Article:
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Anammox granules show strong resistance to engineered silver nanoparticles during long-term exposure

Zhang, Zheng-Zhe, Cheng, Ya-Fei, Xu, Lian-Zeng-Ji, Bai, Yu-Hui, Jin, Ren-Cun
Bioresource technology 2018 v.259 pp. 10-17
anaerobic ammonium oxidation, bacteria, chronic exposure, environmental impact, granules, nanosilver, nitrogen, polysaccharides, regulatory proteins, silver, wastewater treatment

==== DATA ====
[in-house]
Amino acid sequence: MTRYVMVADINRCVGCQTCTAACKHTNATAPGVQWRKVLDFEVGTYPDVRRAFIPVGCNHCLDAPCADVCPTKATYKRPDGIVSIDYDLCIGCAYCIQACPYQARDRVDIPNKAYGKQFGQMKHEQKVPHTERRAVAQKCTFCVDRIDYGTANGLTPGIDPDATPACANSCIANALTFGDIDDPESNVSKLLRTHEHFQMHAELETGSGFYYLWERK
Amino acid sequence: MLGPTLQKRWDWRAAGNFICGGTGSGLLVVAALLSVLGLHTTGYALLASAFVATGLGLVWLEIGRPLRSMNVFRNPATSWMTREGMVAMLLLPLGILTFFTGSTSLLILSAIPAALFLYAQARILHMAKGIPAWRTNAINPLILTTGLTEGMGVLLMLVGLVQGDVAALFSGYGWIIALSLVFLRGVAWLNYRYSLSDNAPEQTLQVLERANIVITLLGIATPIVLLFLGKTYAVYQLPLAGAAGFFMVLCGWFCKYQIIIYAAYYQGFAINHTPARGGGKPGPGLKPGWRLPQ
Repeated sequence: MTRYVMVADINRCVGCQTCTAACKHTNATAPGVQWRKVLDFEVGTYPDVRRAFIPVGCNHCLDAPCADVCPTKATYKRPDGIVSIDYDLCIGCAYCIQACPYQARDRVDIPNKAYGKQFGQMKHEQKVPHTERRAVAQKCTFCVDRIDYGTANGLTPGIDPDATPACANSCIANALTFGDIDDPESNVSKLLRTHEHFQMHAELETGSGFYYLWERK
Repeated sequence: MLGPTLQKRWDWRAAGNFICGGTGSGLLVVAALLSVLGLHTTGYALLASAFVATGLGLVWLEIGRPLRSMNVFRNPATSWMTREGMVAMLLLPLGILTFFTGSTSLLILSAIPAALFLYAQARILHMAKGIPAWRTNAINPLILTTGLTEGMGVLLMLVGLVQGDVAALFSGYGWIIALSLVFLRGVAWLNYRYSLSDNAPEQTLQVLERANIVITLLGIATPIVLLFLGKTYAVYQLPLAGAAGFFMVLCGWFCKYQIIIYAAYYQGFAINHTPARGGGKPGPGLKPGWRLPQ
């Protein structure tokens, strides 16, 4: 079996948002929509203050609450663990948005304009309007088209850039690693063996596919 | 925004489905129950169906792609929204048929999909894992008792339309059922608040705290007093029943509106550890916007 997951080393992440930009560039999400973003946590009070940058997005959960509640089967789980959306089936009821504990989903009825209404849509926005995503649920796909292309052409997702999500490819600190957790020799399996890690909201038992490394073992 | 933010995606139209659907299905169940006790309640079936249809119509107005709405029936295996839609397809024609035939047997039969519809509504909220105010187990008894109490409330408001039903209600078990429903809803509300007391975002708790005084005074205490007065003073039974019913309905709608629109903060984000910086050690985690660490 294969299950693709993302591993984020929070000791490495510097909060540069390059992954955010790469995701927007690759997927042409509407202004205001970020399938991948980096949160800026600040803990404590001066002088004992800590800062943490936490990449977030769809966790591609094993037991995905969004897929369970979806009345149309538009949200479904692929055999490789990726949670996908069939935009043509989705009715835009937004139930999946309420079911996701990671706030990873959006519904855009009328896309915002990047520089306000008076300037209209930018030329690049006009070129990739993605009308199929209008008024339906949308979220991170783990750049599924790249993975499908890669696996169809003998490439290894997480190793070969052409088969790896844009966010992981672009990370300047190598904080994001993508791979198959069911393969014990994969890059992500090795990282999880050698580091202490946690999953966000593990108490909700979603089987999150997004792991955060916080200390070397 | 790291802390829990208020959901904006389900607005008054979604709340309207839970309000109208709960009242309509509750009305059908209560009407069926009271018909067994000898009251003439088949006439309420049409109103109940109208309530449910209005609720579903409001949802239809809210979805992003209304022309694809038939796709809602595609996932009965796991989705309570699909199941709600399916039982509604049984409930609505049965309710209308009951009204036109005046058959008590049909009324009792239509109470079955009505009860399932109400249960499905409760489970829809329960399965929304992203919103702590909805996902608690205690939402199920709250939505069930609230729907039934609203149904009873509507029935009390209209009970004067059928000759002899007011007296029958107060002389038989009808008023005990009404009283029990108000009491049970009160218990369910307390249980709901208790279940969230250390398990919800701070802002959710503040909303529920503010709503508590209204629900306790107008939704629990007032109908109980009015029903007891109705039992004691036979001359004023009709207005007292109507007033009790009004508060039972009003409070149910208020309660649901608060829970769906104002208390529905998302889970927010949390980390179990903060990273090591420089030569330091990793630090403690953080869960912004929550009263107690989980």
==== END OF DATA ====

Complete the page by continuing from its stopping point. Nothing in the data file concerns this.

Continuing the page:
The increasing use of engineered Ag nanoparticles (NPs) in consumer products raises great concerns about their environmental impacts, but their potential impact on anaerobic ammonium oxidation (anammox) bacteria in wastewater treatment remains unclear. In this study, the response of anammox consortia inhabiting in granules to long-term exposure of AgNPs was investigated. The gradually increased stress of AgNPs (1, 10, 50 mg L−1) showed no adverse effects on the nitrogen removal performance and on the relative abundance of Ca. Kuenenia inhabiting in granules. Notably, in response to the escalating burden of AgNPs, anammox consortia tended to secrete more protein but less polysaccharide, and meanwhile increase the relative abundances of Ag+ efflux protein SilA and regulatory protein SilR. Overall, these results suggested that the strong resistance of anammox granules to AgNPs might be mainly attributed to the defense role of extracellular polymeric substances and gene-based regulation of ion transport.